Mortgage

FHA clarifies certification requirements to streamline HECM lending

Proposes updates to annual and loan-level docs, does away with "jumbled legalese"

The Federal Housing Administration is clarifying its rules to ease compliance concerns and encourage more banks and lenders to participate in its mortgage lending programs.

On Thursday, the FHA released proposed clarifications to its annual and loan-level certification requirements, as well as updated language describing what constitutes a defective loan and how such problems can be remedied.

To provide that clarity, FHA Commissioner Brian Montgomery said the agency is proposing to replace the “jumbled legalese” in its certification and compliance documents with “plain English.”

Among the proposed changes are revisions to HECM loan-level documents that are intended to reduce confusion.

Gisele Roget, deputy assistant secretary of single-family housing at FHA, said the current HECM form includes borrower and lender certification on the same page, and that industry feedback highlighted this as problematic.  

“So what we did in this proposed revision is we put the borrower certification in one section of the form and the underwriter and mortgagee section in a separate section of the form,” Roget explained on a call with reporters.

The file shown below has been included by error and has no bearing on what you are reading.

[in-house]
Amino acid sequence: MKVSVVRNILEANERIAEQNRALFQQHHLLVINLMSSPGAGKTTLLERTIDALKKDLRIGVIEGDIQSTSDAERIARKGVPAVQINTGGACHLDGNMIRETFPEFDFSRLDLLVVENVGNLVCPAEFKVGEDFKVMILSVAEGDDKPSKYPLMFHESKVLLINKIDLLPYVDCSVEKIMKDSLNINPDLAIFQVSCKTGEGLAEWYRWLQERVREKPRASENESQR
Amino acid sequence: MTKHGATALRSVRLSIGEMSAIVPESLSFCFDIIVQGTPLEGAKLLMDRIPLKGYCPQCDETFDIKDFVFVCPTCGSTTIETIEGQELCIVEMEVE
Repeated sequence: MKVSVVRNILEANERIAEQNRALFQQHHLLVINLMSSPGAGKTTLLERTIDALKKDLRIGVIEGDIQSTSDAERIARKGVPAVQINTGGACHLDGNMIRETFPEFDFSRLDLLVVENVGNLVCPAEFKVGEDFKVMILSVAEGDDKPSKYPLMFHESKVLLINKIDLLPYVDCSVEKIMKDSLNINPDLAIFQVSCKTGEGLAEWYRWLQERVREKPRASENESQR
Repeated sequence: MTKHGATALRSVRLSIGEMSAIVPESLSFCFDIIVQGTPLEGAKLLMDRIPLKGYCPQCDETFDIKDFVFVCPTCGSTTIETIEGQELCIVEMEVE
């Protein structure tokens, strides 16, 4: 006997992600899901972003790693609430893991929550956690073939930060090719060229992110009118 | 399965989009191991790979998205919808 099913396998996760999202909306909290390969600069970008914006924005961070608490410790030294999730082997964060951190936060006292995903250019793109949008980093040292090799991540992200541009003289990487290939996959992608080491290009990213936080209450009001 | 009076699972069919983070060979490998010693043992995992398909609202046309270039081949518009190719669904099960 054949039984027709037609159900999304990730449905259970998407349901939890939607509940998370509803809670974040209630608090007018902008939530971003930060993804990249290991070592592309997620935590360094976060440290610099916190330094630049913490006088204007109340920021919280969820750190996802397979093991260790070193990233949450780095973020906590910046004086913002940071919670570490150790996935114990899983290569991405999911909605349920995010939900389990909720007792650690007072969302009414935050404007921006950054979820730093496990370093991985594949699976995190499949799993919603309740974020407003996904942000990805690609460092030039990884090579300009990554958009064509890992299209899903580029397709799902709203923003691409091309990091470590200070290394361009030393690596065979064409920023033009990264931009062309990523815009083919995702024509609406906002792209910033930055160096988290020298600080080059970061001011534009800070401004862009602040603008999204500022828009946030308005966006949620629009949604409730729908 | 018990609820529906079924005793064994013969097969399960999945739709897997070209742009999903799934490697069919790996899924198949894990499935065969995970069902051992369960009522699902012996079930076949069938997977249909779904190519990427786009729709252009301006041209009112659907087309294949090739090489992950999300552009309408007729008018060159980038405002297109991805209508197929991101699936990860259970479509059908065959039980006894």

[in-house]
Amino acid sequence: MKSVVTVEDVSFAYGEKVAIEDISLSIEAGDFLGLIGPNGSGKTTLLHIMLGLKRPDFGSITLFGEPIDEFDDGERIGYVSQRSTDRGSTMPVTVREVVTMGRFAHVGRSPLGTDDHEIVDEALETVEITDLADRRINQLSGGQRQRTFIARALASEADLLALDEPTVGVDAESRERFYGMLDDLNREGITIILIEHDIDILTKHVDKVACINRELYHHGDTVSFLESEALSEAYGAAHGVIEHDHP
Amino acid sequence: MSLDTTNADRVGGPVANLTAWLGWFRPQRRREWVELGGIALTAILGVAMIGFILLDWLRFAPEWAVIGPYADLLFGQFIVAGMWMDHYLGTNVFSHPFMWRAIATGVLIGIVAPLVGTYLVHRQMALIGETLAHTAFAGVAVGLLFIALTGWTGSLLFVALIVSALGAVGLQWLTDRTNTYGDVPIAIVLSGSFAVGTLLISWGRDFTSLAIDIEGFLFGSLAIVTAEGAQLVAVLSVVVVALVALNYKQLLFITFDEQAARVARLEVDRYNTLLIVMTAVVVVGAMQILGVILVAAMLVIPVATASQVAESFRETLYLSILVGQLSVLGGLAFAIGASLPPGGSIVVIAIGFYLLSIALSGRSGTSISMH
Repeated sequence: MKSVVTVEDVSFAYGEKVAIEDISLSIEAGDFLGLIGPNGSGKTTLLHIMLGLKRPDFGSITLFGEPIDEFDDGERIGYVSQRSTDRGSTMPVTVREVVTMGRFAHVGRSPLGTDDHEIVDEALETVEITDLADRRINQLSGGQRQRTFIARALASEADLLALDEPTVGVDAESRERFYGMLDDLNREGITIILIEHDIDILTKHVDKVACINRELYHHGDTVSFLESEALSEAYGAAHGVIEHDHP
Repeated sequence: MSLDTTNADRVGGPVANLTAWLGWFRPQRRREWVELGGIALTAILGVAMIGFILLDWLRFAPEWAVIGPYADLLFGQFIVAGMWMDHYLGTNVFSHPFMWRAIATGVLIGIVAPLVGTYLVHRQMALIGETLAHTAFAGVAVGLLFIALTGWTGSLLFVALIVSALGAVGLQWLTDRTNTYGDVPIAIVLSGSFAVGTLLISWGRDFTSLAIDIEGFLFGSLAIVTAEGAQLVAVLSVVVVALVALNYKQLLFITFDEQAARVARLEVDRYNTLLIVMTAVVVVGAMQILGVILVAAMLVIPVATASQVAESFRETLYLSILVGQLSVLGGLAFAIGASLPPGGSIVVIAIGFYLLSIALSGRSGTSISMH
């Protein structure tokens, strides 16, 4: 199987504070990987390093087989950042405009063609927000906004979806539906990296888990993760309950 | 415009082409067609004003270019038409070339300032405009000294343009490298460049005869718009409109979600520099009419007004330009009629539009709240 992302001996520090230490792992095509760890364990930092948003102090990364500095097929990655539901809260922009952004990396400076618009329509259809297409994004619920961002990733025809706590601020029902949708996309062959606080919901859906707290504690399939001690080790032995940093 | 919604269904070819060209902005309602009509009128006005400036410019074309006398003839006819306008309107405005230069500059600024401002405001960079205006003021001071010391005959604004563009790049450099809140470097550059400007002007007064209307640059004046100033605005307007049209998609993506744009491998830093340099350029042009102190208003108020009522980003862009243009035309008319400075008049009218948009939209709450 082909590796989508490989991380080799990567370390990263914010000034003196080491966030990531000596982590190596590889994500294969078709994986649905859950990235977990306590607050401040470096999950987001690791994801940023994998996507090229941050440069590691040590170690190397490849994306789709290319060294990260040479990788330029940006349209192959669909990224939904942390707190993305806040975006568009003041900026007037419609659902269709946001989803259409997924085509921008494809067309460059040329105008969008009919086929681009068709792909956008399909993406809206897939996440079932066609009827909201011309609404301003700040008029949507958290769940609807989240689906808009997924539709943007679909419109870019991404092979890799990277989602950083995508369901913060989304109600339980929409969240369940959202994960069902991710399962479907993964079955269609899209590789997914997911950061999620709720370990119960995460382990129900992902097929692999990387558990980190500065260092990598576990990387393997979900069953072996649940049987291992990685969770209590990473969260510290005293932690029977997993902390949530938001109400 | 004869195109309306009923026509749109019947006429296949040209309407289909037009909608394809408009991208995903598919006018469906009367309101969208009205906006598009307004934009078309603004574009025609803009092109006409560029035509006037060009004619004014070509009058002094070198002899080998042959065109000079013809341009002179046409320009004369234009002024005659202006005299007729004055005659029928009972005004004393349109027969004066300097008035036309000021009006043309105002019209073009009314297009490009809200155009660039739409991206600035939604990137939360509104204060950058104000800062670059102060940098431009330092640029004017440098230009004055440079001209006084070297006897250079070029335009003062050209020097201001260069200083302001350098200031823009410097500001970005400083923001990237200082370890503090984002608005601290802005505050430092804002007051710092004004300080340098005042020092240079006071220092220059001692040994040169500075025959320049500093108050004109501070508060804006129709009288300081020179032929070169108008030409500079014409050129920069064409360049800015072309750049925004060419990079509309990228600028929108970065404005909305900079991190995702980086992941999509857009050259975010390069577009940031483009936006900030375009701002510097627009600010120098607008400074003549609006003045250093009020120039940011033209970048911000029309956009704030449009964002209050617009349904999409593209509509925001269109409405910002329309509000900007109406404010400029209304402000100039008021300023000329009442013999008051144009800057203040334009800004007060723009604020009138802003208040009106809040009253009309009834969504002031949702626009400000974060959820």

She also noted that the proposed revisions remove confusing jargon and contain direct bullet points that reference specific and relevant sections of FHA’s handbook.

Montgomery said the agency hopes the clarifications will encourage more banks to participate in the FHA’s programs.

“We are looking to bring clarity to our compliance rules that continue to discourage many lenders – including banks – from doing business with FHA,” Montgomery said. “We’re hoping to be more transparent in how we do business with lenders by letting them know what the potential remedies are for mistakes or errors they may make in the origination and servicing of FHA loans.”

“Banks have said time and time again that the reason for their limited participation in FHA is the legal liability associated with enforcement actions stemming from the False Claims Act,” Montgomery continued. “They have expressed concern that even minor errors could expose then to severe penalties.”

The agency said this includes revisions to its “defect taxonomy,” which will clarify categories of defects and explains how the severity of each is weighed to shed light on the fact that enforcement actions will be appropriate and dependent on the gravity of the infraction.

“A key focus of this administration and of my tenure at HUD has been to improve the clarity, certainty, and transparency of our regulations and requirements,” Housing and Urban Development Secretary Ben Carson said in a statement. “While HUD will preserve its strict enforcement authority where our requirements are violated, we will continue to reduce unnecessary burdens on stakeholders across our programs.”

The FHA’s proposed clarifications are available for public comment for a 30-day period before they are finalized.

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